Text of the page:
View over the rooftops of Paris.
Thibault Camus / AP / SIPA
The city of Paris won on Thursday an important victory against rental platforms like Airbnb: the Court of Cassation ruled that its regulations comply with European law, "proportionate" and justified to fight against the shortage of rental accommodation .
This decision will allow the French capital to resume legal proceedings - which were hitherto suspended pending this clarification from the Court of Cassation - against 420 donors, from whom it claims on average 50,000 euros, or a total of 21 million euros in fines.
This case is very followed by European metropolises, faced like Paris with a housing shortage, which wanted to legislate to better regulate tourist rentals on platforms such as Airbnb or Abritel / Homeaway.
The Court of Cassation has validated the very restrictive mechanism known as "compensation": an authorization is issued to the owner wishing to dedicate a second home to short-term tourist rental, only if he buys a commercial premises of equivalent surface - or even double in certain areas -, to transform it into a dwelling, in order to compensate for the “loss of accommodation”.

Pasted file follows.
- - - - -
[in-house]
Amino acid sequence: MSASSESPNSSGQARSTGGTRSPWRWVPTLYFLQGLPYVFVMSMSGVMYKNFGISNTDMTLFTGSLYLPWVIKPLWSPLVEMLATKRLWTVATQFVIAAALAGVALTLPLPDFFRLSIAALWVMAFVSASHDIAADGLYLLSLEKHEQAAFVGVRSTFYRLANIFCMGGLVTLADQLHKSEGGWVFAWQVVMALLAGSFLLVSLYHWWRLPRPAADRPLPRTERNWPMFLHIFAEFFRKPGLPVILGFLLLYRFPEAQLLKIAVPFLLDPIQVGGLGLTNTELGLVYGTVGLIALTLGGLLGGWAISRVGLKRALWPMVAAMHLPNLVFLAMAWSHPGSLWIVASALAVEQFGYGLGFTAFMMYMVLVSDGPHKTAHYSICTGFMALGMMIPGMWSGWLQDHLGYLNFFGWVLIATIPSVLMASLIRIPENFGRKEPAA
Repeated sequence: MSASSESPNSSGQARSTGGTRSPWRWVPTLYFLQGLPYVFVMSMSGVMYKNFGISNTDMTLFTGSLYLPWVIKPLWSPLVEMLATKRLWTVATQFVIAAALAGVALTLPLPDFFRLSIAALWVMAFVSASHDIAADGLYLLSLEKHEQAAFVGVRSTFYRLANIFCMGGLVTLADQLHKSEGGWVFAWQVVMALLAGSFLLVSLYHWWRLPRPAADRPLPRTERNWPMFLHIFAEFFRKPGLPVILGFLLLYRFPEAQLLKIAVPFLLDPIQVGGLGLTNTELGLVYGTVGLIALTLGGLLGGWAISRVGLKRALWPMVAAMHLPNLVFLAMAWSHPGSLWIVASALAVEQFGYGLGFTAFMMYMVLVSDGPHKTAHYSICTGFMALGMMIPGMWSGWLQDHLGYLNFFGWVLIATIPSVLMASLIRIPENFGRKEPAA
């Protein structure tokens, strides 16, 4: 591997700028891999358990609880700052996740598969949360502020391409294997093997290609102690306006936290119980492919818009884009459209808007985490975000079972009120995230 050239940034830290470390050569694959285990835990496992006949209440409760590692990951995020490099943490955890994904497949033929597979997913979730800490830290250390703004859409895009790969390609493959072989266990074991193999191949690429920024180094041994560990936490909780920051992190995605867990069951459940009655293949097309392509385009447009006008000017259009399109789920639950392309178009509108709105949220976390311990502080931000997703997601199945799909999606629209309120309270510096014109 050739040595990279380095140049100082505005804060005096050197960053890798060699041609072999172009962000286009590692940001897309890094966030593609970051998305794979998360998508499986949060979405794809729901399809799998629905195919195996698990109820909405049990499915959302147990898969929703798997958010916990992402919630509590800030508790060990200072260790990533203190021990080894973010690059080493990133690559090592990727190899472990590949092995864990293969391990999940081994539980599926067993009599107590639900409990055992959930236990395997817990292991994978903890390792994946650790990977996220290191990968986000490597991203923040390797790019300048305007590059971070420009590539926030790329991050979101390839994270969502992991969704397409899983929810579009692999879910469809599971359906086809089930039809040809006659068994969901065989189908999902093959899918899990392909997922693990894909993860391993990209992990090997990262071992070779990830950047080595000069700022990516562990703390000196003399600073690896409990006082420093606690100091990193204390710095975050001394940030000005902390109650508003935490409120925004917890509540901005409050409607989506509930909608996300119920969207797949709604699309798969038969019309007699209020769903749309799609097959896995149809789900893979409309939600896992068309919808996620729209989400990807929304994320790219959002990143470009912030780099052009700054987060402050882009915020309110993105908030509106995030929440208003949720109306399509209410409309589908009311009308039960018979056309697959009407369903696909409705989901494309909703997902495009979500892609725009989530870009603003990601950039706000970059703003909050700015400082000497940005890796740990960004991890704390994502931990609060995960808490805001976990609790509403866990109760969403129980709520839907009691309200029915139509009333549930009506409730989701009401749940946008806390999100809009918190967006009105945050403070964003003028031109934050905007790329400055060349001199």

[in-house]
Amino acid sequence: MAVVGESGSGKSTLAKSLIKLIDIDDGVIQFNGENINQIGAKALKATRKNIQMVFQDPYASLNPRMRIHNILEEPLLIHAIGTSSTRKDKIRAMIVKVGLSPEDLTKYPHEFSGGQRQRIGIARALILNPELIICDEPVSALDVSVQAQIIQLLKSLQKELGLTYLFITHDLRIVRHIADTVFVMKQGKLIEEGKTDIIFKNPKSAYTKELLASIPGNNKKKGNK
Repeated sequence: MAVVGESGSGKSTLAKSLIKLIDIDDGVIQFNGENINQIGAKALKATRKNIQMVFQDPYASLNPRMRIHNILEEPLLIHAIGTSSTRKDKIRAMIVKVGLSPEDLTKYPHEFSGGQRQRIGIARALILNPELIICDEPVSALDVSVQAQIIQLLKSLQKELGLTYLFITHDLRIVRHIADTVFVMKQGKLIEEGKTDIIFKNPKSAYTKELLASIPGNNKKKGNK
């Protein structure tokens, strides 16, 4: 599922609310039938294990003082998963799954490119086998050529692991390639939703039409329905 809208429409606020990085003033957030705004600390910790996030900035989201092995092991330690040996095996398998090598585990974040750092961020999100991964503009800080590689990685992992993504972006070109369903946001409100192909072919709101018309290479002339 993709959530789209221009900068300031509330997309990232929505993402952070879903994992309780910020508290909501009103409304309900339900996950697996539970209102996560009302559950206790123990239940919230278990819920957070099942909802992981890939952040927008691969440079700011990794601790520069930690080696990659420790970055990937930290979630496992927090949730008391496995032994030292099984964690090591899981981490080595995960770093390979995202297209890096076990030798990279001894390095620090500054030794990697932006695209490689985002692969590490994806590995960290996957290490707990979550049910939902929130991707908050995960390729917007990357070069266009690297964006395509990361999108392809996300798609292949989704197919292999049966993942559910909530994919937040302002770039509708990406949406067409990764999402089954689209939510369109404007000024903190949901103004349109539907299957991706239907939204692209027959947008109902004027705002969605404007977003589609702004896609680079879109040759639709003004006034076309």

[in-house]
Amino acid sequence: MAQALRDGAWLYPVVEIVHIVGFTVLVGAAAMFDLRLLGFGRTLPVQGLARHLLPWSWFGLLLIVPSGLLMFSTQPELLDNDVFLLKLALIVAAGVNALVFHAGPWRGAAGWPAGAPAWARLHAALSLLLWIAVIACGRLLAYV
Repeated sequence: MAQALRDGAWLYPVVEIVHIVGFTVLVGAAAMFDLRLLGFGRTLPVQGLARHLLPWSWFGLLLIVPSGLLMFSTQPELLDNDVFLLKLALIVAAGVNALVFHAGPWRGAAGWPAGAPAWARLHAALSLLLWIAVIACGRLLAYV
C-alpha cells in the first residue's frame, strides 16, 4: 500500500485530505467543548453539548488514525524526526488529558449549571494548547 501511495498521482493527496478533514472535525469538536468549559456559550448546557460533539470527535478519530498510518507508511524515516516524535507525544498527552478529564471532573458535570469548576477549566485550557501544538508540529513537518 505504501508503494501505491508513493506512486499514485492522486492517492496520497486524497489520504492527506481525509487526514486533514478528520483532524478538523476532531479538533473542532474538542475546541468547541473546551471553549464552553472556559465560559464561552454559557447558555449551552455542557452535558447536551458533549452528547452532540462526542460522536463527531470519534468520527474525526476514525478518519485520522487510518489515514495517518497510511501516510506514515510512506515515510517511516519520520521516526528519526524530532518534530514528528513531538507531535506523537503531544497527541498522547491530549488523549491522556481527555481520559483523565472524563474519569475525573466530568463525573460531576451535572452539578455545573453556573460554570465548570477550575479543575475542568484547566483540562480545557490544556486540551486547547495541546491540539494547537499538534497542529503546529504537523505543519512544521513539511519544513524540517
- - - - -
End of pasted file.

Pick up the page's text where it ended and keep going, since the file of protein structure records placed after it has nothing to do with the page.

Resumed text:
"A five-year battle before the courts"
"Total victory for the City of Paris against Airbnb and fraudsters who rented their accommodation illegally: our regulatory tools are recognized as compliant with European law!"
A five-year battle before the courts, ”rejoiced in a tweet the housing assistant (PCF) of Anne Hidalgo, Ian Brossat.
For Airbnb, which recalls that it is “not a stakeholder in this case”, this decision only concerns “a minority of guests renting their second home in furnished tourist accommodation”, while most “renting their main residence”.
In 2018, the Court of Cassation, seized by two owners using Airbnb fined 40,000 euros for rentals without the prior authorization of the town hall, turned to the Court of Justice of the European Union based in Luxembourg to find out if the French legislation governing the rental of second homes on Airbnb complies with European regulations.
On September 22, 2020, the latter responded positively, but referred to the French courts to examine in more detail the compensation mechanisms put in place by the cities.
Airbnb: European justice validates French law, which subjects tourist rentals to validation
Paris city hall
Court of Cassation